Two hours after planes crashed into the World Trade Center and the Pentagon on Sept. 11, 2001, Sunny Schnitzer got a phone call.
It was from the Rev. Susan Andrews of Bradley Hills Presbyterian Church in Bethesda. Schnitzer, the outgoing cantor of Beth El Hebrew Congregation in Alexandria, was due to become rabbi of Bethesda Jewish Congregation, which shares a building with the church. But that wouldn’t be for another month.
Meanwhile, Bethesda Jewish Congregation was without a rabbi.
“Your congregation needs you,” Andrews told him.
But the next night, Schnitzer and Andrews met for the first time as they led the two congregations in an interfaith service.
“People were in panic. For some, the world had been turned upside down,” Schnitzer recalled last week. But “I walked away thinking, this is going to work because these communities come together to support each other in times of struggle. If you have that, you’re going to be fine.”
On Saturday, the two congregations will celebrate 50 years of sharing their building on Bradley Boulevard in Bethesda. The anniversary marks a relationship that is still unusual. More than contractual, the relationship is a spiritual meeting point for two congregations practicing two different faiths.
Bethesda Jewish Congregation was formed in 1964 by 20 families looking for a progressive approach to Judaism. Then, as now, it is not affiliated with a denomination. In 1967, the congregation’s rabbi, Edwin Friedman, approached the minister of Bradley Hills, the Rev. Arthur Hall, about renting space.
For some synagogue members, the arrangement became a symbol of the ideals of the tumultuous Vietnam War era.
“I think it [was] living what we believed in back in the ‘60s,” said Maran Gluckstein, the Bethesda Jewish Congregation’s former executive director and director of education. “That there could be peace in the world and true brotherhood.”
Rachel Mosher-Williams’ parents joined the congregation in the 1970s. The synagogue’s close relationship with the church is why she remains a member today with her husband, David, and their children.
“It can be a long drive to get there,” said Mosher-Williams, who lives in Virginia and is president of the 200-family congregation. “But I can’t think of a place [that is] more welcoming for my family.”
In 2002, Andrews and Schnitzer decided to update a covenant written by the two communities in the 1990s to more clearly reflect “not just our contractual or business intentions, but our spiritual intention.”
That spiritual intention is to work together to “bear witness to our faith in cooperative activity in the world [and] create with each other what we cannot create separately.”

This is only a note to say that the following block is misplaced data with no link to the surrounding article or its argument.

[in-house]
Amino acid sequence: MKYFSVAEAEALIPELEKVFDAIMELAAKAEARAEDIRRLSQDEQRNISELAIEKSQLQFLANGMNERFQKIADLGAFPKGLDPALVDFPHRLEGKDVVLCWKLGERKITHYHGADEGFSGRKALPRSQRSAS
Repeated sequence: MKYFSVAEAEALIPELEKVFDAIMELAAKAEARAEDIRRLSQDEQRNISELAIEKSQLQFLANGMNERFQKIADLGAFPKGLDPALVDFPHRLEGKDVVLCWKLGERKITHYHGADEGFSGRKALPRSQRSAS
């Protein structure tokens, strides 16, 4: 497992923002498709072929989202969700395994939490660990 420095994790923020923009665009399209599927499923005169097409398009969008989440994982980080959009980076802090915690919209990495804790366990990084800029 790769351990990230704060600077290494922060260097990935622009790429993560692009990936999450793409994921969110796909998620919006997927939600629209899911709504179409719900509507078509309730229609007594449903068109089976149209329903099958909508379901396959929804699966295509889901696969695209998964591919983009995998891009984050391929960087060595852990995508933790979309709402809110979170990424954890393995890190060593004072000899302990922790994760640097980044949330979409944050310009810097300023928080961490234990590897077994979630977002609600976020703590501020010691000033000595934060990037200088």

Those words are written on the two congregations’ ketubah, a variation on the Jewish marriage contract. It hangs framed outside the doors of Covenant Hall, a multipurpose space that the two congregations built through a collaborative effort in the early 2000s.
“We understand that we can do better together than separately,” Schnitzer said.
The Huffington Post recognized the two congregations in its “15 Religious moments in 2015 that give us hope for the new year” after Schnitzer; Bradley Hills Presbyterian’s current pastor, the Rev. David Gray; and Tarek Elgawhary of the Islamic Community Center of Potomac led an interfaith service after terrorists in Paris killed 130 people and injured more than 350.
Central to the two congregations’ celebration on Saturday will be the presentation of an updated ketubah.
“We’re not just the synagogue that rents space in a church. We’re spiritual siblings. …We’re committed to many of the same ideals,” said Harri Kramer, who is a part of an interfaith family involved with the synagogue for more than two decades.
Most of the building’s interior lacks symbols of either faith. Classrooms are used by the religious schools of both congregations. The biggest giveaway of the building’s original intended purpose is the steeple.
Mosher-Williams said it is a nonissue because people self-select out of the congregation if they are troubled by the architecture.
Last Friday, Bethesda Jewish members chatted while setting up refreshments for the Shabbat service that night. It was obvious that the 30 members here know each other. Still, they all wear name tags — just in case.
As the service began, Schnitzer, holding an acoustic guitar, was flanked by a bass player and an accordionist.
“Well I know what’s right, I got just one life,” he sang, and the congregation joined in. “In a world that keeps on pushing me around, but I’ll stand my ground, and I won’t back down.”
The rabbi’s choice of song, “I won’t back down” by rocker Tom Petty, was not a political statement, Schnitzer assured his congregation. But it was appropriate for the week’s Torah portion, which speaks of the attribute of endurance, a quality with which this intimate community is familiar. n